By Peter Mason, co-founder, Illuma Technology
Idle smartphone scrolling – we all do it; all of the time, not really looking for anything and often with our attention elsewhere – distracted by the football highlights on TV; the passing view from the train window or a conversation going on in the background.
A report by OpenX and the Harris Poll last year confirmed something I’ve long suspected – that we are more likely to absent-mindedly scroll in this way when viewing social media content than when we’re navigating the open web.
According to ‘The Open Web vs the Walled Gardens’, 25 percent of people using Facebook or Instagram say they are “zoning out and not paying attention,” more than three-times the people that say this about the open web, where the report finds the majority are “curious and in a mood to learn”.
What is more, the report finds consumers spend more time on the open web than on social media, better trust what they see there and find the advertising more effective and impactful. And when asked where they were likely to see content which would inspire them to purchase, after Amazon, most said the open web (23%) with Facebook at 11% and YouTube at just 5%.
The conclusion for advertisers seems clear – the open web is the natural habitat for the engaged consumer looking to inform themselves, find inspiration or to make purchases. So why is some 60% of ad spend still being funnelled into platforms where users appear to be less engaged?
Out in the open web, it’s thought that around 55% of users are visible to advertisers through cookies and other identifiers, according to data recently presented by Permutive. They suggest that 5% of users are authenticated via log-ins such as publisher platforms – leaving a huge 40% of open web users completely anonymous to the buy-side.
For many observers, the identity replacements now being developed, such as hashed email addresses or fingerprinting, simply don’t seem to be in the spirit of privacy – and I wonder whether they will prove viable in the privacy-first world. Even if cookies are successfully replaced, brands may still be left with 40% of the jigsaw pieces missing – the anonymous users.
But if ID alternatives go the same way as the cookie, due to browsers, regulators or users themselves, it’s fair to assume we can expect numbers of visible users to decrease even further. It’s less than a year before the world’s most popular browser, Chrome, shuts the door, and Permutive’s David Reischer makes the point that it’s worth planning for a scenario in which we know nothing about 95% of open web users.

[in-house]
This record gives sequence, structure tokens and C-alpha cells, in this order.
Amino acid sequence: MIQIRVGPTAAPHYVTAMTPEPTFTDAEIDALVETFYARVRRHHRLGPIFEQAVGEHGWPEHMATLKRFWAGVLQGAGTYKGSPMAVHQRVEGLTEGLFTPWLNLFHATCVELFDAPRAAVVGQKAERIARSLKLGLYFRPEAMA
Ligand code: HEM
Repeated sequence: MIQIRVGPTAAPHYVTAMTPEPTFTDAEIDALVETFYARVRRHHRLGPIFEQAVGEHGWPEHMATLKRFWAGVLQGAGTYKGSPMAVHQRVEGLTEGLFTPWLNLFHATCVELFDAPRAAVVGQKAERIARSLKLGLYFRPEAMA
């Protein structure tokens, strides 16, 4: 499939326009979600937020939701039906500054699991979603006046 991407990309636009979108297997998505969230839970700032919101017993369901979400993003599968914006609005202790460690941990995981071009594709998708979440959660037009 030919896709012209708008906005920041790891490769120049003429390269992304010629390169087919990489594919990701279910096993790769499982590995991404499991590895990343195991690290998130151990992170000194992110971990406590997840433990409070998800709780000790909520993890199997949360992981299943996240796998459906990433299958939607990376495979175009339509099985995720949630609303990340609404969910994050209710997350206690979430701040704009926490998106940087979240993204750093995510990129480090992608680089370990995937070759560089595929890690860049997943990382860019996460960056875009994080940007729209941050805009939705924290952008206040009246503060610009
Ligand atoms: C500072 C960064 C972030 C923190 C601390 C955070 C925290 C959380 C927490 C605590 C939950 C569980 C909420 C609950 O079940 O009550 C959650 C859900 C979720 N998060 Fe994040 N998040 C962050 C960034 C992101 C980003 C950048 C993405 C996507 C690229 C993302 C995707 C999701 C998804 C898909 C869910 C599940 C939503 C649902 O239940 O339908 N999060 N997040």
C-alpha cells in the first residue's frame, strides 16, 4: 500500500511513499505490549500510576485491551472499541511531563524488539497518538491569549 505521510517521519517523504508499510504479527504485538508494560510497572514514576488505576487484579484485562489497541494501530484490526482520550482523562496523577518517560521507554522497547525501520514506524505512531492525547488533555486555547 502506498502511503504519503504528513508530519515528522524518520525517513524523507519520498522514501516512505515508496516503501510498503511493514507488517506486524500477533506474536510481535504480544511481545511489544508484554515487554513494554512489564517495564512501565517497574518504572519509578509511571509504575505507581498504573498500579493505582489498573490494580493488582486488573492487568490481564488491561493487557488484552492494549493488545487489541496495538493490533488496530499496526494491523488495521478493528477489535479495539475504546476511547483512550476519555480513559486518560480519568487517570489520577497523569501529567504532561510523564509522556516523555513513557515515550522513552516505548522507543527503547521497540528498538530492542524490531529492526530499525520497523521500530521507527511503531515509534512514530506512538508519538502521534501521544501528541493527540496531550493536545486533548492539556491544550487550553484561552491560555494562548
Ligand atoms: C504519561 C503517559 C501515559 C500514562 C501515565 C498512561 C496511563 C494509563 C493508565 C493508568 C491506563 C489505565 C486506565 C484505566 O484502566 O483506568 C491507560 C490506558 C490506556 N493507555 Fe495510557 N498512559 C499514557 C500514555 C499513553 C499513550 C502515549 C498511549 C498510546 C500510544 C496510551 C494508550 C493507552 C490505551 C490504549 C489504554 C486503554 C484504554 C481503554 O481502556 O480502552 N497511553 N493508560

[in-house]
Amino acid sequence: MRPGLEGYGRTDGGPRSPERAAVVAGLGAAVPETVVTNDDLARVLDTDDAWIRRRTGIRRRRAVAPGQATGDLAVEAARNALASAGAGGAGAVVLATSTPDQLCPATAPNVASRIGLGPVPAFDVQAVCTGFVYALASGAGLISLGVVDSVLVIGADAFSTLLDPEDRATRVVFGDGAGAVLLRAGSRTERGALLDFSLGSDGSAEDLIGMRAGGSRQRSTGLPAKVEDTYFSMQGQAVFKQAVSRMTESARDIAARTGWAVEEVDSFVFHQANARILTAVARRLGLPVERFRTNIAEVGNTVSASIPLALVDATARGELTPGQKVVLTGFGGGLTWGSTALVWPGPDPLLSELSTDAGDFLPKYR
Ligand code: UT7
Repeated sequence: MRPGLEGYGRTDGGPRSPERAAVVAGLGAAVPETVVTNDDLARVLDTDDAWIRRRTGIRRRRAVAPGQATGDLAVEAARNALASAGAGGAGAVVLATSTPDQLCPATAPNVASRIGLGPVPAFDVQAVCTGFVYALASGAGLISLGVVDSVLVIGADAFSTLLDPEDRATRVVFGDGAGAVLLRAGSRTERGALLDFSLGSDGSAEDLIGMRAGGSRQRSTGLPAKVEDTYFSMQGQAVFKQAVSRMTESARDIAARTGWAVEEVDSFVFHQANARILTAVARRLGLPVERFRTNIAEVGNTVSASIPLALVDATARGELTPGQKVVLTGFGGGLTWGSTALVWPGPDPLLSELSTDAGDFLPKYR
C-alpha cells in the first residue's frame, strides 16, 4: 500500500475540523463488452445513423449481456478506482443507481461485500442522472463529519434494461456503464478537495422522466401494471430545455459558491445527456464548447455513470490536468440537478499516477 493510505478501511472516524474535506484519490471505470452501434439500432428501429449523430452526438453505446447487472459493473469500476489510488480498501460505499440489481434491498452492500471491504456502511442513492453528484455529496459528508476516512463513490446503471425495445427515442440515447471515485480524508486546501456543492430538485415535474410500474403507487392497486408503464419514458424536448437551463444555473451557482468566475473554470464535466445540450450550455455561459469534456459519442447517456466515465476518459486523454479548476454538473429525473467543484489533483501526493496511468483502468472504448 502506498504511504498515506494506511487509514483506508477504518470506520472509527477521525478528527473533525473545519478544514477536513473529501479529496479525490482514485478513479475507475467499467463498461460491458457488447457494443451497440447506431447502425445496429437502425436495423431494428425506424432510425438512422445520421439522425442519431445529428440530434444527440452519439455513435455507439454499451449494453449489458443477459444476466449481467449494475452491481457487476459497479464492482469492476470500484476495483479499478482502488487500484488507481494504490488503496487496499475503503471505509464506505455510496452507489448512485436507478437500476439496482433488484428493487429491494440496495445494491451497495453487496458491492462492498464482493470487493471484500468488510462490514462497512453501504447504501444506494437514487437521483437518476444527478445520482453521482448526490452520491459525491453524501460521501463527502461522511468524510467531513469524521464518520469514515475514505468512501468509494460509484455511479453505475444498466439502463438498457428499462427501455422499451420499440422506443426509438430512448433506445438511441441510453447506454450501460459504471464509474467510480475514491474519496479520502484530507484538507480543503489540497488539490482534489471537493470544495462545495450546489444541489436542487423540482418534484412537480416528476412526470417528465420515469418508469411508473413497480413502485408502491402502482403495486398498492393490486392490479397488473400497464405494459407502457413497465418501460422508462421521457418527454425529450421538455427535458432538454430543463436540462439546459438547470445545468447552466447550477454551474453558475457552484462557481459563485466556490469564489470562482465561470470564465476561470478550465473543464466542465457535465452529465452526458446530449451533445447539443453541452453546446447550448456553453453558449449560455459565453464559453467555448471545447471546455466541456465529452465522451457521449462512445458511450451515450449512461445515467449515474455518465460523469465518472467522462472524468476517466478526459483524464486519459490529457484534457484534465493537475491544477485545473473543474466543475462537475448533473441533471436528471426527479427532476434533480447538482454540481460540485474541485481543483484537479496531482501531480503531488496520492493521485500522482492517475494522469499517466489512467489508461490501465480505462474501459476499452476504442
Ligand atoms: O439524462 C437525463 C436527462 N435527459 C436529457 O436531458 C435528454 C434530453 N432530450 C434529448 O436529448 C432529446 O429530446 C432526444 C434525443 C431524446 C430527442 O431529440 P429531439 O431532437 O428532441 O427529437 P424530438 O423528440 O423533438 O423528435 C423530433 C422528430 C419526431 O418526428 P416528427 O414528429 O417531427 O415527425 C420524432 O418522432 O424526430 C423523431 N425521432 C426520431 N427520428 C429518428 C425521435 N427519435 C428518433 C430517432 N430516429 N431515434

As identifiers are gradually removed from the open web, there is a very real danger that social media platforms may look even more attractive to advertisers who rely on personalisation for planning, targeting and reporting – despite the user behaviour noted by the OpenX report.
Whichever way you look at it, securing the future of the open web is incredibly important for users, publishers and brands who wish to communicate to an engaged audience – and fixing identity is clearly only part of the puzzle. What we seem to need is a privacy-friendly approach which expands across the whole of the open web and finds relevant audiences without relying on identifiers or profiling.
Contextual targeting is one solution gaining more attention, particularly newer methods which can scale using AI, considering multiple contexts which are simultaneously selected in real time by audience interaction.
I also expect to see publishers gain considerably more influence as owners of at-scale first-party data, and there is huge potential for them to strike up beneficial partnerships to maximise on their authenticated user base.
What is more, our own research conducted in Q4 2020 shows that across four sectors of online advertising – motor, insurance, SaaS and homeware, ads placed in long-form editorial content were considerably more likely to convert to sales compared to ads placed in short content or ‘click-bait’. For one home storage brand, for example, those pages driving conversions in November had an average 1,790 editorial words, with 71% of those pages carrying more than 900 words. This is exciting news for publishers funding expensive journalism operations who are looking to understand the value of their content.
Whatever happens this year, all the major players in the open web need to piece the puzzle together, each bringing the best of what they do to the table, so that we can stop the money drifting into social media platforms and the resulting diminishing quality of our open web ecosystem. After all, quality brands deserve quality environments and engaged users – and no one should have to compete with Match of the Day.